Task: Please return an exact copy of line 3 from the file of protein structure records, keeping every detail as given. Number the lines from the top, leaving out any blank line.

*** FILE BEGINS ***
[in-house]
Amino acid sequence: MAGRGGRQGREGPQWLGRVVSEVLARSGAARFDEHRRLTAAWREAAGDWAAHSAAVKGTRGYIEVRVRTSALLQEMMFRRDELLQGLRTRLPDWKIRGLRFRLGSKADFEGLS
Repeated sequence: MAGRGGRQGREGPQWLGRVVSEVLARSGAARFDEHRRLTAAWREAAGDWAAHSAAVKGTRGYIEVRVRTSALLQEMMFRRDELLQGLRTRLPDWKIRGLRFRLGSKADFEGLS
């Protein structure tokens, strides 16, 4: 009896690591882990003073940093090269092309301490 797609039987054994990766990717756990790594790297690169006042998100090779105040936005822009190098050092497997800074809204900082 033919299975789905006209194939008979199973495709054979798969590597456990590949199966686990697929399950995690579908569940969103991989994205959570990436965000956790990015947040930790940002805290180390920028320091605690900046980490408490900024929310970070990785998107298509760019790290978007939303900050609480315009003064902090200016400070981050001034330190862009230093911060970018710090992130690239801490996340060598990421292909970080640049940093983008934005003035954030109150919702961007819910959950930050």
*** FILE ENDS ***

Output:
Repeated sequence: MAGRGGRQGREGPQWLGRVVSEVLARSGAARFDEHRRLTAAWREAAGDWAAHSAAVKGTRGYIEVRVRTSALLQEMMFRRDELLQGLRTRLPDWKIRGLRFRLGSKADFEGLS